Posted by: mckenzie68 | September 8, 2011

Day 20 – WPFG Adventure – Billings via Yellowstone!

Well Mr Murphy has tried to keep me exhausted, and last night was no different, he managed to kill the air conditioning to my room, and I was not able to sleep.  I did rest, but the sleep I needed was not coming, so I did what any good adventurer would do, I got up!  I was packed and on the road before 5:00am, and the rain from the night before had not went away.

I left Vernal, UT northbound on Hwy 191 which climbed over a mountain range and of course through rain soaked roads.  With all the curves, animals and wet pavement, I decided that I would not push my luck, and traveled at an ultra conservative pace, maybe 40-45 mph!  There is a special feeling riding in the dark, a heightened sense of your surroundings, the coolness of night, the adrenalin from the unknown in front of you, life at it’s fullest.  I stopped a few times, shut off the bike just to take in the silence, high in the clouds.  I was able to do this strictly because there was so little traffic, and I took a picture of the morning mountain mist ahead of me, and although the shot is not perfect it certainly echos the silence of the moment.

I thoroughly enjoyed the solitude, and the road, both inspiring me for what I knew was going to be a marathon ride north to Billings through Yellowstone National Park.

My path along Hwy 191 took me by the Flaming Gorge reservoir and dam, which was stunning in the dawn light, despite the cloud cover.   The exhustion I felt melted away, and as I took pictures in the tranquility of the moment, I knew this was going to be an awesome day regardless of what Mr Murphy tired to throw my way!

The road climbed, wound its way north eventually rising to the Great Divide Plain, a vast grassland area around 8,000 feet up!  I was riding with the clouds, in the clouds and over the clouds!   The area was impressive in the vastness of the plains, and the fact that it was so remote, there was no quick response to anything that happens out there.  There was a chill in the air at that altitude though and that helped keep me aware of my surroundings.  There was no shortage of deer and antelope everywhere along the route, some right beside the road, reminded me of my encounter with a deer in the fall of 2009…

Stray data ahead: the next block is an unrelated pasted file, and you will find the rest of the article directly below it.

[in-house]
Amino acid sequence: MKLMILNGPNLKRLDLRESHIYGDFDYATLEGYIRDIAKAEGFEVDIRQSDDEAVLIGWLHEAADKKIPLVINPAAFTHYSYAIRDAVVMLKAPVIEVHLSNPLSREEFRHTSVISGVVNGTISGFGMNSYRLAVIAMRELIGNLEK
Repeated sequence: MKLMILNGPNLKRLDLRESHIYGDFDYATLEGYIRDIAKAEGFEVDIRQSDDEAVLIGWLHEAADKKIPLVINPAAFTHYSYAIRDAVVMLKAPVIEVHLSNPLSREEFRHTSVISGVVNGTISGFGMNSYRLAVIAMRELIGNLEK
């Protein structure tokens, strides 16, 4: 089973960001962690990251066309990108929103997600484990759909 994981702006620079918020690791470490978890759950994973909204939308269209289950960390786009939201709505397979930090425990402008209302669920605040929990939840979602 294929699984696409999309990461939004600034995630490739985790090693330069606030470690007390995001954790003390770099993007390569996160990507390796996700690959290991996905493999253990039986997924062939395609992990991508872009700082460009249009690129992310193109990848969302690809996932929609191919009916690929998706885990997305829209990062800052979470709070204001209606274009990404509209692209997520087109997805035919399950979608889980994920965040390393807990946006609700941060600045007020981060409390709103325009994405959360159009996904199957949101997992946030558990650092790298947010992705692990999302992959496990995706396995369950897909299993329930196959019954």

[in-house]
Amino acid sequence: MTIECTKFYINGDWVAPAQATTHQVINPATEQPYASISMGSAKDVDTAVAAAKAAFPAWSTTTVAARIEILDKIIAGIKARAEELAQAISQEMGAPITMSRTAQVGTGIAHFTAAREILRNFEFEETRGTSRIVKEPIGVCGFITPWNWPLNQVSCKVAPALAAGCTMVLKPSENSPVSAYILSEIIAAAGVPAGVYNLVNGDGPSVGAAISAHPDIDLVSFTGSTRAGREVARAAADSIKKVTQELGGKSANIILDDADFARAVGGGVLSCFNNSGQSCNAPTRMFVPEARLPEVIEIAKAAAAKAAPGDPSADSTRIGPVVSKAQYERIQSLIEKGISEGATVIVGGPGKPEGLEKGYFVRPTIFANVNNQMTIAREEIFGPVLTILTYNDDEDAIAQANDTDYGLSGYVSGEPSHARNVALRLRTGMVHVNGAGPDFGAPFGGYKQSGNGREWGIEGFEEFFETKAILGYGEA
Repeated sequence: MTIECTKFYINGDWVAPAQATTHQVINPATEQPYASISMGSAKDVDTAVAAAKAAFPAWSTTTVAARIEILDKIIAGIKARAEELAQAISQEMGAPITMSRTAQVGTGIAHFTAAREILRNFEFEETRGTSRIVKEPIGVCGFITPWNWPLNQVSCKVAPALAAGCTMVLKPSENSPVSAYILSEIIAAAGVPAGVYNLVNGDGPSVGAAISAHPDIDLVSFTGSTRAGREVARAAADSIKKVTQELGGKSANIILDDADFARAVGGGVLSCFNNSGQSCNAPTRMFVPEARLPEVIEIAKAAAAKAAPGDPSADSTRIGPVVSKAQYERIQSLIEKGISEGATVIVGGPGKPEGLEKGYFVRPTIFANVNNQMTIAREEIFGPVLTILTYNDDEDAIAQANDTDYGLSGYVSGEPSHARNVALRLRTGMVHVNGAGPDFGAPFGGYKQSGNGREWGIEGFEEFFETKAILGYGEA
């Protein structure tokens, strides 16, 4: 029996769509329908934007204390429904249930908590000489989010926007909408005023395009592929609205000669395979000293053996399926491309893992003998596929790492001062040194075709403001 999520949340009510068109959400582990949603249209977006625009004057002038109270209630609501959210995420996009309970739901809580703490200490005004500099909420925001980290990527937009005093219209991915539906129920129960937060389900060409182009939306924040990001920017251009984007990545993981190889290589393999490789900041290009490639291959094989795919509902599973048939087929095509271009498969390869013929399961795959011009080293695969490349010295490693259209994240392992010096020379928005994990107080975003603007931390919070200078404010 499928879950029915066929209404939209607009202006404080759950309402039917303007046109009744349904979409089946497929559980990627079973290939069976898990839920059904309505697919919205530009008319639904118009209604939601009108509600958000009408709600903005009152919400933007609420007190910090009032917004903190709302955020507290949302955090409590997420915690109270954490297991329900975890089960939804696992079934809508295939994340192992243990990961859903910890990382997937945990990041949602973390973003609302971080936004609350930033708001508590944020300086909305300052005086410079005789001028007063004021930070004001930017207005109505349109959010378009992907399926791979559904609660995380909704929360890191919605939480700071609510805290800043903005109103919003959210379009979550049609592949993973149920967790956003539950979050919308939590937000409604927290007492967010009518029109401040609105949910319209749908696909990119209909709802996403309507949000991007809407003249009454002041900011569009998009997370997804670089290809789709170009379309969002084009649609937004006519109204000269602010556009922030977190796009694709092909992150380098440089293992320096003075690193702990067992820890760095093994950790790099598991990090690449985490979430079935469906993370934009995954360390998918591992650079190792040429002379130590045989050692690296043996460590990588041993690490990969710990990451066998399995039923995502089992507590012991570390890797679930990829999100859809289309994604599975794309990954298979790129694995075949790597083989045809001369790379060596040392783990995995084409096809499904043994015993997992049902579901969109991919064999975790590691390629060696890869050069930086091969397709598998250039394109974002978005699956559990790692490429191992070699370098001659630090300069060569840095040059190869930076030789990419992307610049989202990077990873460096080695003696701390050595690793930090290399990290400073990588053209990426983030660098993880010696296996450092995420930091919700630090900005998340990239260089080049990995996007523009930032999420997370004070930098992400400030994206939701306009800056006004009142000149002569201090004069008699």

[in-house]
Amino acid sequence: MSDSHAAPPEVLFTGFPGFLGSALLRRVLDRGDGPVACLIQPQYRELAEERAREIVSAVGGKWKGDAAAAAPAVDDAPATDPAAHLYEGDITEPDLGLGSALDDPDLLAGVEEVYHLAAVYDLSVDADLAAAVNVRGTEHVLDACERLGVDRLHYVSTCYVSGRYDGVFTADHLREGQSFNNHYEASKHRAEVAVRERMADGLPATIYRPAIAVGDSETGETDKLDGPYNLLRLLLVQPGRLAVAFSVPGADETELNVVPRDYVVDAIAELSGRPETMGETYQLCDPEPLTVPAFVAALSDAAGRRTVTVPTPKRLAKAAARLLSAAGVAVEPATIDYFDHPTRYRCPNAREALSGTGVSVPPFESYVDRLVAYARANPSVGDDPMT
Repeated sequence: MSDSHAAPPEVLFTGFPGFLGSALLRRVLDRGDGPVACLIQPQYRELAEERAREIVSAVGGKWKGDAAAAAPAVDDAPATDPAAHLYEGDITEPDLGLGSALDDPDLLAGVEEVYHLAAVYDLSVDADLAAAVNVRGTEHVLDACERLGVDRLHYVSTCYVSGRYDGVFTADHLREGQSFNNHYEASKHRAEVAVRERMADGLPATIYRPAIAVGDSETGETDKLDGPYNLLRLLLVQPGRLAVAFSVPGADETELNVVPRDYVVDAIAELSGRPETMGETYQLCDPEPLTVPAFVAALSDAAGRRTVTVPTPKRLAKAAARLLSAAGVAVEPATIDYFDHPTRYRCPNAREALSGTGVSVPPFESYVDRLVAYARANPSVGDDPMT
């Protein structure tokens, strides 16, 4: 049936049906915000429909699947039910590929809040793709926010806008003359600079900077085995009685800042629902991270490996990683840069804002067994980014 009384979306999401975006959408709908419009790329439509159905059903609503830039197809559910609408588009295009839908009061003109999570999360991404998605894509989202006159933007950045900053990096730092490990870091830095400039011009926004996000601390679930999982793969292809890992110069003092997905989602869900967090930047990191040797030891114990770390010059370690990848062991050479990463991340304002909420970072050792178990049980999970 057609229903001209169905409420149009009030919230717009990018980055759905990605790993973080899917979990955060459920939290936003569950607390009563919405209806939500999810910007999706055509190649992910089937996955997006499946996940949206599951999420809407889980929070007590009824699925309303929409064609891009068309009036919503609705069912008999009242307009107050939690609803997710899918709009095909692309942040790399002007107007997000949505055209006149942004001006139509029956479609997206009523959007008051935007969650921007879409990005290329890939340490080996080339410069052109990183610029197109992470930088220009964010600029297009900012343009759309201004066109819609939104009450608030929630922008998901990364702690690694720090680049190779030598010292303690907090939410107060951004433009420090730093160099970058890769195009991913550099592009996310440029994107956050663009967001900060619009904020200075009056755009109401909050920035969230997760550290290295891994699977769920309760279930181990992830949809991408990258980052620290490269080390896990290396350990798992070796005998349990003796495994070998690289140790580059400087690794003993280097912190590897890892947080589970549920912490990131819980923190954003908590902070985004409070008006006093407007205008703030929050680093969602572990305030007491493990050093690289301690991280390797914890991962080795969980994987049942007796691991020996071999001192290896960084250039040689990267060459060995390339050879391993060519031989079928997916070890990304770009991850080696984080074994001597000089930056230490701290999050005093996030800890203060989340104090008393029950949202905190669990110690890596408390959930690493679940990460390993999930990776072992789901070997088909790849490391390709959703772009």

I began to see higher levels of traffic the closer |I got to Jackson Hole, and the Grand Tetons National Park.  Traffic from that point forward was downright dangerous, and was more like riding in New York City, than a National Park!  As I traveled through Yellowstone there were Buffalo jams, Antelope Jams, Deer Jams, Geyser Jams, waterfall jams, and I had reached the point that riding at 20-30 mph with people doing downright dangerous stuff right in front of me had got OLD…really OLD!  ie…”OMG Martha there is a Buffalo, lets stop in the middle of the road, jump out with our door still open in the middle of still moving traffic and then RUN in front of the now hard breaking motorcycle to get that stunning picture”.  Yup, I was so impressed with traffic that I bypassed Old Faithful, geez, and I thought traffic would have been better after school had started!

I made my way northeast towards Hwy 212 and was rewarded with far less traffic and corner after corner…motorcycle heaven!  I never thought I would say it, but I was happy to leave the throngs of tourists behind to enjoy Yellowstone…it was that bad.

The positive side was the ride on Hwy 212, OMG…again OMG what a road!  I had forgot how nice it was and especially Beartooth Pass which was almost 11,000 feet up!  Sure there was a stretch of construction, but chit chatted with fellow motorists, and allowed myself to absorb the beauty of the area while waiting for the pilot vehicle to take us all through the rough construction zone.  The road was amazing and I stopped frequently to take pictures, and just to enjoy the moment…along with several car loads of people who were mirroring my advance north.  Even the thunderstorm (it rained a little but missed us) could not put a damper on our drive!

I rode switchback after switchback to the summit of Beartooth Pass and paused to wave at the other drivers who were going by…the sun at that moment began to peak through the clouds, beams of light reaching out in an array to the valley below, a stunning view, leaving me humble…

I began my decent along roads which had a significant drop of thousands of feet if you make a mistake, so I was cautious, yet I enjoyed the thrill of riding the road, not fast but perfectly…paying attention to the exact line I was taking through a corner.  It was pure bliss!  =D

This portion of the ride more than made up for the disappointment that Yellowstone had been, and I could not have asked for a better way to end the days ride.  Although I was physically and mentally exhausted I reached the hotel (I had booked it the night before) with a HUGE smile on my face.  What an incredible day, long, challenging, but absolutely an adventure….


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